Independent Film Targets China and Asia-Pacific via Hong Kong FilmartMay 22, 2012
Andrea DaSilva is a senior analyst for Media & Entertainment Services and a Project Manager for the MDCP award with IFTA in the International Trade Administration. Fanny Chau is a Commercial Specialist at CS Hong Kong and manages Filmart for ITA.
The U.S. film industry has been making inroads in Asia, and in 2012, with the ground breaking U.S.-China Film Agreement, took a quantum leap forward. China promises to increase the 20-film quota by 65 percent, and to make the process of bringing American-made movies to the Chinese market more transparent. This is great news for the independent sector, which has a competitive advantage in 3-D and digital formats covered under the new quota.
Major U.S. film studios and independents alike are eager to expand market access to China, beyond co-productions that limit ownership and earnings. On the tail of this announcement, the Hong Kong Filmart, a major film and television trade event, took place from March 19-22. Hong Kong has been referred to as the “Pacific Bridge” to the Chinese market, underscored by the annual Filmart, which in 2012 attracted more than 5,800 buyers and nearly 650 exhibitors from 33 countries. The International Trade Administration (ITA) has championed the U.S. presence at Filmart for a decade, and in 2011 launched the first American Pavilion.
This unique collaboration includes the Independent Film & Television Alliance (IFTA) and the International Trade Administration through Market Development Cooperator Program (MDCP) funding, as well as the Pacific Bridge Initiative (PBI), an arrangement initiated by the Commercial Service in Hong Kong and the Hong Kong Trade Development Council (HKTDC).
Building on last year’s successful introduction of the American Pavilion, with IFTA as host, ITA staff from Hong Kong, Washington, Los Angeles, and 10 regional economies in Asia rallied behind the largest U.S. showing yet at Filmart. The regional ITA specialists played a significant role and recruited 200 potential buyers, representing Singapore, Thailand, China, Taiwan, Indonesia, India, Vietnam and other countries in the region. IFTA brought a mix of 40 independent production and distribution companies, including film and television agents to exhibit at the American Pavilion. Commercial Service Hong Kong and IFTA facilitated business meetings between the buyers and the American exhibitors.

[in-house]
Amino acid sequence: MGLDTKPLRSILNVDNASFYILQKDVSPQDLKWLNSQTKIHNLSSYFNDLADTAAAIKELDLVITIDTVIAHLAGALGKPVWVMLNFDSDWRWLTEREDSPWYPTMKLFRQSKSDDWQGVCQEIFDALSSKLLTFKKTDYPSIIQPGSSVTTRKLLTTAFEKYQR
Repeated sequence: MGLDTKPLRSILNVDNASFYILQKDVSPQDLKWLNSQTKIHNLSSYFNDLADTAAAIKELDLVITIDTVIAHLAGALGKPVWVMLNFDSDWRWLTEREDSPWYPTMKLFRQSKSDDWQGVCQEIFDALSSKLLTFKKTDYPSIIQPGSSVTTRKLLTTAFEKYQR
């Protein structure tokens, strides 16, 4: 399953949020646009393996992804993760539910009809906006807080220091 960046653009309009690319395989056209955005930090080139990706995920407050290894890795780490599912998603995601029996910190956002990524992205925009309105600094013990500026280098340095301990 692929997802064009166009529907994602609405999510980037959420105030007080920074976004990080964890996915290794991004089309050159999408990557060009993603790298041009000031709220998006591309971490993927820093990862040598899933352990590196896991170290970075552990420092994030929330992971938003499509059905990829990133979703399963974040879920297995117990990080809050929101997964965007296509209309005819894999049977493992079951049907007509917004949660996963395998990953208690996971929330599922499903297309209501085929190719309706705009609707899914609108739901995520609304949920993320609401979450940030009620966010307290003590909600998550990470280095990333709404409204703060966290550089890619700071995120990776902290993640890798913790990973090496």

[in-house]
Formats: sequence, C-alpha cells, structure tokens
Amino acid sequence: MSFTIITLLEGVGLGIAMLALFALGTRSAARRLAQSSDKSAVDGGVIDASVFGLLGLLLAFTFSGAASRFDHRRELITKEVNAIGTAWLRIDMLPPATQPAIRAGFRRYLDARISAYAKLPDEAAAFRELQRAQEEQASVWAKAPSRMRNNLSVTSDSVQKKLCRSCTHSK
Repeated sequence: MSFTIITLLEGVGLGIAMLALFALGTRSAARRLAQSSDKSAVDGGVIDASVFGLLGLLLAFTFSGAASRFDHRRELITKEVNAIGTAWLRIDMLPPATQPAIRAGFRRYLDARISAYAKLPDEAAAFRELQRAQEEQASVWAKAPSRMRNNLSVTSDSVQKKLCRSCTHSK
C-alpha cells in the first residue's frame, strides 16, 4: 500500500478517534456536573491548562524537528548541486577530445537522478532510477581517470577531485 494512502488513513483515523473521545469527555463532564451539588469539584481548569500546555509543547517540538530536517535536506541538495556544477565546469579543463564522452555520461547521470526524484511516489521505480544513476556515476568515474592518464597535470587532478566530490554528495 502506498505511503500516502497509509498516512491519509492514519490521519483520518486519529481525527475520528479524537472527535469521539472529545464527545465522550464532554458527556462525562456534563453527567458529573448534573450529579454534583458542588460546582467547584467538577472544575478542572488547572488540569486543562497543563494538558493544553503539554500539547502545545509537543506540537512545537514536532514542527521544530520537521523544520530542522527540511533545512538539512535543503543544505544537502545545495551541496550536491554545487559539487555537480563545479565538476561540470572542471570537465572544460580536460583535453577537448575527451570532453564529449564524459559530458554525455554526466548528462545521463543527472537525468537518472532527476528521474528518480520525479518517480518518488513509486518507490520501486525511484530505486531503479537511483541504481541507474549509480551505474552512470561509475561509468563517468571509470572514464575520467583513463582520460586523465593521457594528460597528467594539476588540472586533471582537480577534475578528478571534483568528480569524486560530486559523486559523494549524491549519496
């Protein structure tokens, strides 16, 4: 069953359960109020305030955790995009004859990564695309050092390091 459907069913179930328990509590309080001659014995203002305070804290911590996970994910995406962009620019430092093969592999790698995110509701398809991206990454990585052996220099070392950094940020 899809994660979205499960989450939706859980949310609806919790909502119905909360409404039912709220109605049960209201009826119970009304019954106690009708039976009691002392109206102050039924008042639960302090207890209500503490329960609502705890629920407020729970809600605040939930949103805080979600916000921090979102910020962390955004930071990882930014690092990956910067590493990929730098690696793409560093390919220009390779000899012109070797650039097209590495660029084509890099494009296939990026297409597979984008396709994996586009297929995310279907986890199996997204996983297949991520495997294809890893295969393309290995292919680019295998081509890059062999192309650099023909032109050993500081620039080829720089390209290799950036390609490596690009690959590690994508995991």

As a result of this concerted effort, more than 200 deals worth nearly $9 million were completed, and the deals are still rolling in. Total U.S. exhibitor numbers were up by 40 percent from the previous year, attesting to the success of the Pavilion and the combined efforts across ITA’s foreign and domestic posts.
Commercial Service Hong Kong was instrumental in the overall success of the Pavilion, and with regional and U.S.-based staff, provided market research, export counseling, and the collection of export successes from each Pavilion exhibitor, in a truly collaborative effort. Consul General Stephen Young, together with the show organizer HKTDC and the PBI, hosted a networking reception exclusively for the U.S. exhibitors.
MDCP partnerships support projects that enhance the global competitiveness of U.S. industries. They also recognize the ability of trade associations and non-profits to support small and medium-sized businesses to compete globally. MDCP partners pledge to fund a minimum of two-thirds of the project cost and to sustain the project after the MDCP period ends. On average, between 1997 and 2011, every dollar invested in MDCP projects generated $211 in exports.